The Good Sleep Guide

Not being able to sleep is a common problem. It can cause worry and lead to more sleep problems.

Often our day and evening routines, and our beliefs about sleep, determine how well we sleep.

Here is what the experts say…

During the day

  • Get up at the same time each day.
  • Establish daily routines for meals, activities, taking medicines.
  • Try to spend at least 30 minutes outdoors each day to help set your body clock.
  • Avoid daytime naps particularly after 3pm.
  • Try to be more active during the day.

During the evening

  • Do not sleep or doze in the armchair. Keep sleep for bedtime.
  • Allow yourself time to wind down during the evening.
  • If you find yourself worrying, put your day to rest by writing down a list of your concerns. Decide to deal with them tomorrow.
  • Avoid caffeine, smoking and alcohol near bedtime. They interfere with either getting to sleep or staying asleep.
  • Make sure your bed and bedroom are comfortable - not too cold or too warm. Reduce light and noise.
  • Avoid a heavy meal close to bedtime. If you are hungry, a snack may help you sleep.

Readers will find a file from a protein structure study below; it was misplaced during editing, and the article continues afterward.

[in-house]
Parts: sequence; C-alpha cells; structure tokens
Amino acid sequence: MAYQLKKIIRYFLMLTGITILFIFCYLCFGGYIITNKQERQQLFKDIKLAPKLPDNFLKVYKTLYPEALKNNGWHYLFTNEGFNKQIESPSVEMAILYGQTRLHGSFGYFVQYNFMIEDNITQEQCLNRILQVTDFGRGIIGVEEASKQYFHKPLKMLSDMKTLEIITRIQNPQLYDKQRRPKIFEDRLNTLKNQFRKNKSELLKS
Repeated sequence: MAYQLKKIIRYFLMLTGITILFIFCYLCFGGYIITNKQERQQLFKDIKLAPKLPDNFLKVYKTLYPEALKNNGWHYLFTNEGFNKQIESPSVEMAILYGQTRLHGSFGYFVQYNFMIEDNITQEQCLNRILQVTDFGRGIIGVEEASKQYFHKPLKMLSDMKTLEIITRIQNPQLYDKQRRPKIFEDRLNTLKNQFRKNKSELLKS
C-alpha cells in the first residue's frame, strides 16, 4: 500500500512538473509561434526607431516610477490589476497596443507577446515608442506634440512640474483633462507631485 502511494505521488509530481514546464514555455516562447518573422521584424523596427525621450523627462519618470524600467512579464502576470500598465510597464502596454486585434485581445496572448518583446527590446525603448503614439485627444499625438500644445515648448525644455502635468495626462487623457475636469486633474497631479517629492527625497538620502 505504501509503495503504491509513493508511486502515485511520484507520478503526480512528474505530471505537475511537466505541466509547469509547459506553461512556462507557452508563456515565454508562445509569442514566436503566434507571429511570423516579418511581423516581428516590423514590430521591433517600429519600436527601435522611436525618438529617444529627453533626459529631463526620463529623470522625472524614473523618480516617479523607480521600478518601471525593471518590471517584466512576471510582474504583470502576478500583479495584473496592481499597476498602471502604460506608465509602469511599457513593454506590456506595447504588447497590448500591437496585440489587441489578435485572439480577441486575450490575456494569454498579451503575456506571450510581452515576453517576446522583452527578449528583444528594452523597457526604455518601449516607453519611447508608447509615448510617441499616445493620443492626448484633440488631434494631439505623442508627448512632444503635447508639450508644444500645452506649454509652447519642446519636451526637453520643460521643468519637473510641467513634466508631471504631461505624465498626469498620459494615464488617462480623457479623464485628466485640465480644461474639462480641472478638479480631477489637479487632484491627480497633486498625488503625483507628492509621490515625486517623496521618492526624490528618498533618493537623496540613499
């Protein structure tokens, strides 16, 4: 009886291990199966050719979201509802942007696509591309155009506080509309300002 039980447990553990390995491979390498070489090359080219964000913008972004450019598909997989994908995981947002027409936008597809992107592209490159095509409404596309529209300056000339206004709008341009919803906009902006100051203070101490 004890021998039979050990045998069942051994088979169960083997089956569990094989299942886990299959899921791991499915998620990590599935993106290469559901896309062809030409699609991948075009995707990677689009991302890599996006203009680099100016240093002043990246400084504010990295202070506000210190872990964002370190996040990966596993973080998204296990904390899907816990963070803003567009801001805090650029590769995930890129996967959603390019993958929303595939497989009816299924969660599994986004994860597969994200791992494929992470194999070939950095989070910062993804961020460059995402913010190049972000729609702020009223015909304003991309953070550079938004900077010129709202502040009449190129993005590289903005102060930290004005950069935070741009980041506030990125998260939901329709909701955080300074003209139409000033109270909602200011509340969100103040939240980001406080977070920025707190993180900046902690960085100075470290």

Did you know?
  • People with sleep problems often get more sleep than they think.
  • We generally need less sleep now than we did when we were younger.
  • Worrying about a bad night's sleep affects us more the next day than the lack of sleep.

At bedtime

  • Have a bedtime routine so your body knows you are preparing for sleep. Try a warm shower, a snack or listening to relaxing music.
  • Go to bed only when you are sleepy.
  • Don’t watch TV or use a computer in bed. Only read in bed if it helps you fall asleep.
  • Enjoy relaxing even if you do not at first fall asleep.
  • Sleep problems are not as damaging as you might think. Getting frustrated or worried about not being able to sleep makes it harder to fall asleep.
  • If you are still awake after about 20 minutes, get up and do something relaxing. Go back to bed when you feel sleepy.
  • Speak to your doctor if you are frequently getting up at night to go to the toilet.

Medication is not a good choice for long-term sleep problems. It can have serious side effects, increase the likelihood of having a fall or car accident, and reduce the quality of your sleep.

Sleep medication supplied in hospital generally should not be continued after leaving hospital.

It's time to talk to your doctor if you:

  • have been taking sleep medication
  • would consider taking less sleep medication
  • would like to try a non-drug approach to help you sleep.

Non-drug treatments work for about 70% of people who try them and are far more effective in the long term than sleep medication.

Stopping sleep medication needs to be done gradually. Always talk to your doctor or pharmacist first.
Never share your medication.

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